Statue of St. Joseph the Worker in the Casa Santa Marta Statue of St. Joseph the Worker in the Casa Santa Marta 

Saint Joseph: A statue connecting Pope Francis and Pius XII

Pope Francis celebrated Mass on 1 May at the Casa Santa Marta next to the same statue of St. Joseph the Worker that was with Pope Pius XII in 1956, the year after the institution of the solemnity dedicated to the Virgin’s Husband.

By Alessandro De Carolis

The scene was similar to one that occurred 64 years before, minus the crowds due to the Covid-19 pandemic. But the same Patron Saint of workers was present. He watches over a category of people who are currently hard-hit by a microscopic adversary, just as before he interceded for that same segment of society, which at the time was called upon to rebuild post-war Italy.

From Milan to Rome

Beyond the historical differences, numerous similarities surround the statue of St. Joseph which arrived in the Vatican on Thursday evening. It was placed in the chapel of the Casa Santa Marta, ahead of the Friday morning Mass celebrated by Pope Francis, on the Solemnity of St. Joseph the Worker.

In 1956 the same image – blessed on 1 May by the then-Archbishop of Milan, Giovanni Battista Montini – left for Rome by helicopter on 2 May to be blessed also by Pope Pius XII at the audience granted that same day to ACLI (Christian Association of Italian Workers). The audience took place 12 months after the Mass in which Piux XII had dedicated the liturgical feast celebrated by workers around the world to the Spouse of Mary and Jesus' foster father.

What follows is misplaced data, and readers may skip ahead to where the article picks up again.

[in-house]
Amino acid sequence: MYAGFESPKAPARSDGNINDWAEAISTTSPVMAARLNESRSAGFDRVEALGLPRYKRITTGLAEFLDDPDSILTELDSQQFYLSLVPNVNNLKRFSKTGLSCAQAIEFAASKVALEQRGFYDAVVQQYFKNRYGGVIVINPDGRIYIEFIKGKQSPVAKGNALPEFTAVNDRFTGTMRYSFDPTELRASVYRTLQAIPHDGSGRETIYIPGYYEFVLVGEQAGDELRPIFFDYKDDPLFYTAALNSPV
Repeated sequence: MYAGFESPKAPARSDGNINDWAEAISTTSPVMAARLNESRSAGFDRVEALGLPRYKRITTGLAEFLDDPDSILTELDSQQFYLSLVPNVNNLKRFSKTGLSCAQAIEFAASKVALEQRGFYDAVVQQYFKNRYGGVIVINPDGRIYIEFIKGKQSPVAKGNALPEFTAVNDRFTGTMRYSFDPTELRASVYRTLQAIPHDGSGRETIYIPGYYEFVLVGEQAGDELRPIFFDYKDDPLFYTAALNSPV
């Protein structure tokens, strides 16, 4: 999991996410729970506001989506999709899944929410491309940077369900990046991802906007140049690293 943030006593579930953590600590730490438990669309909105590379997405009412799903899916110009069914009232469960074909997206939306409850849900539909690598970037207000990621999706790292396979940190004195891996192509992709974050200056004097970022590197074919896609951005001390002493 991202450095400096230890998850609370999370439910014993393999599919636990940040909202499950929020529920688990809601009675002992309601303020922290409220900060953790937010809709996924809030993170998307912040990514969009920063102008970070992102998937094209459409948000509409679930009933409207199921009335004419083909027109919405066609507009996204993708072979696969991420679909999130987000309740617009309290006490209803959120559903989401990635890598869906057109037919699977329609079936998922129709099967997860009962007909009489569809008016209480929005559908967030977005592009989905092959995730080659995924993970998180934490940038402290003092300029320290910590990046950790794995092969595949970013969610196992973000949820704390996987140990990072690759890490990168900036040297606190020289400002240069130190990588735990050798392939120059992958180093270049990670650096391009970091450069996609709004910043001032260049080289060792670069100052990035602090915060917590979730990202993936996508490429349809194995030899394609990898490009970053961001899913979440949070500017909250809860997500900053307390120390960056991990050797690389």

In procession

Then as now, members of ACLI acted as protagonists. They wanted to bring Pope Francis the statue made in gilded bronze by the sculptor Enrico Nell Breuning. The 150-centimeters-tall statue is usually housed in the Association’s headquarters in Rome.

Already once before, the statue had been placed not far from Pope Francis when it was taken in procession to an audience in the Paul VI Hall, on 23 May 2015.

Freely-associated work and solidarity

These are just a few of the elements that intertwine the present – with the numerous anxieties that have lately upset the world of work – to the past.

As the national president of ACLI, Roberto Rossini, writes, it is the “memory of those who have preceded us” which “encourages us to make it so that – as you have repeatedly pointed out, Your Holiness – no worker is without rights and work is freely-associated, creative, participatory, and mutually supportive.”

01 May 2020, 07:51